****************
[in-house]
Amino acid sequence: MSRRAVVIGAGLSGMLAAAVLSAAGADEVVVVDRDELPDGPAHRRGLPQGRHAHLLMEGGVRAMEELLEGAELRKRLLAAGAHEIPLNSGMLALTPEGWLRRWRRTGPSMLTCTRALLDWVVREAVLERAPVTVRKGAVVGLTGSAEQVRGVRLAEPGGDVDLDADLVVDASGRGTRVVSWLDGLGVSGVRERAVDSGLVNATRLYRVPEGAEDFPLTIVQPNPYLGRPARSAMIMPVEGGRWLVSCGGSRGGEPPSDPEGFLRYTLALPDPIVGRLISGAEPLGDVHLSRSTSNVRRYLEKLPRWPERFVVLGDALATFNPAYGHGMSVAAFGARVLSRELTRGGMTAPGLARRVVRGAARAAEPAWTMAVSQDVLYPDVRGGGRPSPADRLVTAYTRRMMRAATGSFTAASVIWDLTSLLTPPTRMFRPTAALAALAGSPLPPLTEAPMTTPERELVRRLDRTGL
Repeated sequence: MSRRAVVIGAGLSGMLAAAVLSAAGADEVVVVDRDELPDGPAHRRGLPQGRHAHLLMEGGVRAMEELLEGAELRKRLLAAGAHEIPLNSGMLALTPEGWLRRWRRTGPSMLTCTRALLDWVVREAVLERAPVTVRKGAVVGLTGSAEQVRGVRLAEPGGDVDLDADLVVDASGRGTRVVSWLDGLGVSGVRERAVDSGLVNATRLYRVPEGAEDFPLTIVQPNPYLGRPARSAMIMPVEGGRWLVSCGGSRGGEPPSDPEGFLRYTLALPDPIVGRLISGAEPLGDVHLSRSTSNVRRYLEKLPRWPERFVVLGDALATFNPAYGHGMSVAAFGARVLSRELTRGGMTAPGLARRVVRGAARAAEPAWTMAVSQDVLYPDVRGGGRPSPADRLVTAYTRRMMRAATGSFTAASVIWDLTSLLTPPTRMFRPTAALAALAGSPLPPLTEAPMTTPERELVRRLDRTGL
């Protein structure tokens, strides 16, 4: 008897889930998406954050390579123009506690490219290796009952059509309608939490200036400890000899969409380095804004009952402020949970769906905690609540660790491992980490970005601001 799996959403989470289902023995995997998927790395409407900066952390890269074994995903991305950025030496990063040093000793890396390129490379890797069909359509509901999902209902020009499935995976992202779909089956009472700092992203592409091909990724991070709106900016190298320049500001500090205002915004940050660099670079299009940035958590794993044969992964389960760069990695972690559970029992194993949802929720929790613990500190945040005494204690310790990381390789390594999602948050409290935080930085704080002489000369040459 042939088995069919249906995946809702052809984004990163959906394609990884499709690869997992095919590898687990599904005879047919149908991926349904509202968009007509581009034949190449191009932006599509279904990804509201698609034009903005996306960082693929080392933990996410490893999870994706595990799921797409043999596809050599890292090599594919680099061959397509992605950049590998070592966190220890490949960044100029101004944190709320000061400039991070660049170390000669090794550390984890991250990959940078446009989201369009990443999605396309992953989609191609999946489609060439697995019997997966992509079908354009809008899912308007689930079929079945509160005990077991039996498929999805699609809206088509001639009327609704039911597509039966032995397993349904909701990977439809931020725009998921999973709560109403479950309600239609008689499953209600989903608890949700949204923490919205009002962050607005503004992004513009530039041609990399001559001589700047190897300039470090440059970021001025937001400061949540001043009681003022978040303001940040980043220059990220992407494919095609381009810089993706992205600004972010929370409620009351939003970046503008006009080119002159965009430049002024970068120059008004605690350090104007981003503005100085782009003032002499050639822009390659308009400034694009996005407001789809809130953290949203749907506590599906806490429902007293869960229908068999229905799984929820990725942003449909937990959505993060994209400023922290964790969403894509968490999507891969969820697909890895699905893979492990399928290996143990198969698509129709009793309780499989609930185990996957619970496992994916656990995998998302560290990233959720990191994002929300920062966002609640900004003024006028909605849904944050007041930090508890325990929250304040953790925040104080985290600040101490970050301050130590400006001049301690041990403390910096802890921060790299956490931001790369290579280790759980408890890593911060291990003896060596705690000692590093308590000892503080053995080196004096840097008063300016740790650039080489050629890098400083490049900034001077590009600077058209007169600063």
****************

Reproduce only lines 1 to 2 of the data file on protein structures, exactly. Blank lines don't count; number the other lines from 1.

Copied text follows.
[in-house]
Amino acid sequence: MSRRAVVIGAGLSGMLAAAVLSAAGADEVVVVDRDELPDGPAHRRGLPQGRHAHLLMEGGVRAMEELLEGAELRKRLLAAGAHEIPLNSGMLALTPEGWLRRWRRTGPSMLTCTRALLDWVVREAVLERAPVTVRKGAVVGLTGSAEQVRGVRLAEPGGDVDLDADLVVDASGRGTRVVSWLDGLGVSGVRERAVDSGLVNATRLYRVPEGAEDFPLTIVQPNPYLGRPARSAMIMPVEGGRWLVSCGGSRGGEPPSDPEGFLRYTLALPDPIVGRLISGAEPLGDVHLSRSTSNVRRYLEKLPRWPERFVVLGDALATFNPAYGHGMSVAAFGARVLSRELTRGGMTAPGLARRVVRGAARAAEPAWTMAVSQDVLYPDVRGGGRPSPADRLVTAYTRRMMRAATGSFTAASVIWDLTSLLTPPTRMFRPTAALAALAGSPLPPLTEAPMTTPERELVRRLDRTGL